Ballet legend Verdy dies



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Ballet professor Violette Verdy stretches on a barre Feb. 10, 2009, at the Musical Arts Center. Verdy, a native of France, received the Kathy Ziliak Anderson Chair in Ballet. File photo Buy Photos

Violette Verdy, a distinguished professor and successful ballet dancer, died Monday at age 82.

Verdy, who joined the ballet faculty in the Jacobs School of Music in 1996, spent nearly two decades as a principal dancer for the New York City Ballet in the 1950s, 60s and 70s. During her career, according to a release, Verdy performed with more than 50 companies at venues from the Paris Opera to the White House.

In 1977, the French dancer was the first woman to become artistic director of the Paris Opera Ballet, and she later served as the artistic director of the Boston Ballet.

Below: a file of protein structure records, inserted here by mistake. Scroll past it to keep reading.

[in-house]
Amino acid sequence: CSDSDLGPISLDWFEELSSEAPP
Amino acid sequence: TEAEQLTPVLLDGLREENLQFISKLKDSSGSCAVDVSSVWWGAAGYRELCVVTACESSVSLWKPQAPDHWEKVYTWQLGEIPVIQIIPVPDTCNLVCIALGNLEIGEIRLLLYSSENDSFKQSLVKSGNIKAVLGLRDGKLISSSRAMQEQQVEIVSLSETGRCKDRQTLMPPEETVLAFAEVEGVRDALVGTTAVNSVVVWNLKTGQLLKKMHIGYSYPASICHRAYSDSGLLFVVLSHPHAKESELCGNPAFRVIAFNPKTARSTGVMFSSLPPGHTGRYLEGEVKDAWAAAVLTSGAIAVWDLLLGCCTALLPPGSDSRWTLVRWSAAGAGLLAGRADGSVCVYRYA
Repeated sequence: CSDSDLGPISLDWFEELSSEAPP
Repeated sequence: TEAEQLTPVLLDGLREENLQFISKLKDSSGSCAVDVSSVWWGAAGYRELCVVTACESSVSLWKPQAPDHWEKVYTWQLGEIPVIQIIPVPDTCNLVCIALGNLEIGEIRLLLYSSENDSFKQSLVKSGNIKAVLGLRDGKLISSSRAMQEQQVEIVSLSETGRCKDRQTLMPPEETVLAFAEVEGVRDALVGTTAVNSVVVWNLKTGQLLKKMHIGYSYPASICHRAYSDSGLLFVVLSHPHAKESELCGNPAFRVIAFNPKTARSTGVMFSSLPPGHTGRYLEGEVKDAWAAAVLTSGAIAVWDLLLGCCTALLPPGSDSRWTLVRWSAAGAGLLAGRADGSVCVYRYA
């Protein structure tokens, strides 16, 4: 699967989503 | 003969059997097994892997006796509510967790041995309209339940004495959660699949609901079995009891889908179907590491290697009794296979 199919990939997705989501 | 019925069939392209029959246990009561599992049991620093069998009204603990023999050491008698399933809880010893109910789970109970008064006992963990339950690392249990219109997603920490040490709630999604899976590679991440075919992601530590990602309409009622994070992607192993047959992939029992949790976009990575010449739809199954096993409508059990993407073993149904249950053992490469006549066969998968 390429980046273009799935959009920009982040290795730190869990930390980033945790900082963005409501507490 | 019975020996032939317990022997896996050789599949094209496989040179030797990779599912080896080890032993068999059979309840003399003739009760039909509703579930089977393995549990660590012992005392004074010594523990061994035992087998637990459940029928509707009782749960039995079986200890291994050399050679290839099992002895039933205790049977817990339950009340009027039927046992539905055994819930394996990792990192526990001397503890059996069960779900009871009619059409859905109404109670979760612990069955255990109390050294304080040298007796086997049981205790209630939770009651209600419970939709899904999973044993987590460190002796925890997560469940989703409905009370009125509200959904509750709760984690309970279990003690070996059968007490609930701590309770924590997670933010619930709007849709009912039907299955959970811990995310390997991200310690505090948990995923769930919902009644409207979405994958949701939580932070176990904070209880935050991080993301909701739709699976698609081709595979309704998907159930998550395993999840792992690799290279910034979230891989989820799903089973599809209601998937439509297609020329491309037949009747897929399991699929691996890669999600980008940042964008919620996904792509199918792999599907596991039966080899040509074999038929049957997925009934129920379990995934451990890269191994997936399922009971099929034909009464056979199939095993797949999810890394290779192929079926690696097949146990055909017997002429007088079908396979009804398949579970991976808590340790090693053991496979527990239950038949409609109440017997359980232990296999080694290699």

Verdy became a distinguished professor in 2005 and was awarded the IU President’s Medal for Excellence in 2013.

Among other awards she received were two medals from the French government — Chevalier de l’Ordre des Arts et Lettres in 1971 and Chevalier de l’Ordre National de la Légion d’honneur in 2009 — and awards from the School of American Ballet.

She also made several appearances in film and on television and was a published children’s book author.

“Dancing makes me feel like those wonderful, little mountain goats,” Verdy told the IDS in 2010. “They borrow the same tracks their ancestors have used for centuries. You adapt to what the steps require and you climb the mountain.”

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